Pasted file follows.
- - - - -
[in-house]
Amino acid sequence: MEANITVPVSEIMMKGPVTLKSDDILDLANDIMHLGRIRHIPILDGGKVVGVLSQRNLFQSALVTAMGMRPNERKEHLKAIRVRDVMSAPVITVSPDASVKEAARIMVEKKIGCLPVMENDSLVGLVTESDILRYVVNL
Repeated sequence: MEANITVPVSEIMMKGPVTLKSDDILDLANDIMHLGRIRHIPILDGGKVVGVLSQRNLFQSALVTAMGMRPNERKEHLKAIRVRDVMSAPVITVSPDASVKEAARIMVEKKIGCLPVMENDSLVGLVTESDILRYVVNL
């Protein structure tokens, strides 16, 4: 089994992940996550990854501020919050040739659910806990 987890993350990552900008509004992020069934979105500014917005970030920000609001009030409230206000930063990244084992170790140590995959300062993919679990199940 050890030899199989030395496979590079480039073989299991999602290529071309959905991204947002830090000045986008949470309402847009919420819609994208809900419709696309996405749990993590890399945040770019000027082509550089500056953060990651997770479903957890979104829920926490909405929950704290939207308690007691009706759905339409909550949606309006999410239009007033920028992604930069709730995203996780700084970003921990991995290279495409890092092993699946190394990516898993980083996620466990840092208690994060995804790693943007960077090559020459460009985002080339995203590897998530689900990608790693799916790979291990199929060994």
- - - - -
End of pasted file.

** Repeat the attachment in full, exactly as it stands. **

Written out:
[in-house]
Amino acid sequence: MEANITVPVSEIMMKGPVTLKSDDILDLANDIMHLGRIRHIPILDGGKVVGVLSQRNLFQSALVTAMGMRPNERKEHLKAIRVRDVMSAPVITVSPDASVKEAARIMVEKKIGCLPVMENDSLVGLVTESDILRYVVNL
Repeated sequence: MEANITVPVSEIMMKGPVTLKSDDILDLANDIMHLGRIRHIPILDGGKVVGVLSQRNLFQSALVTAMGMRPNERKEHLKAIRVRDVMSAPVITVSPDASVKEAARIMVEKKIGCLPVMENDSLVGLVTESDILRYVVNL
């Protein structure tokens, strides 16, 4: 089994992940996550990854501020919050040739659910806990 987890993350990552900008509004992020069934979105500014917005970030920000609001009030409230206000930063990244084992170790140590995959300062993919679990199940 050890030899199989030395496979590079480039073989299991999602290529071309959905991204947002830090000045986008949470309402847009919420819609994208809900419709696309996405749990993590890399945040770019000027082509550089500056953060990651997770479903957890979104829920926490909405929950704290939207308690007691009706759905339409909550949606309006999410239009007033920028992604930069709730995203996780700084970003921990991995290279495409890092092993699946190394990516898993980083996620466990840092208690994060995804790693943007960077090559020459460009985002080339995203590897998530689900990608790693799916790979291990199929060994």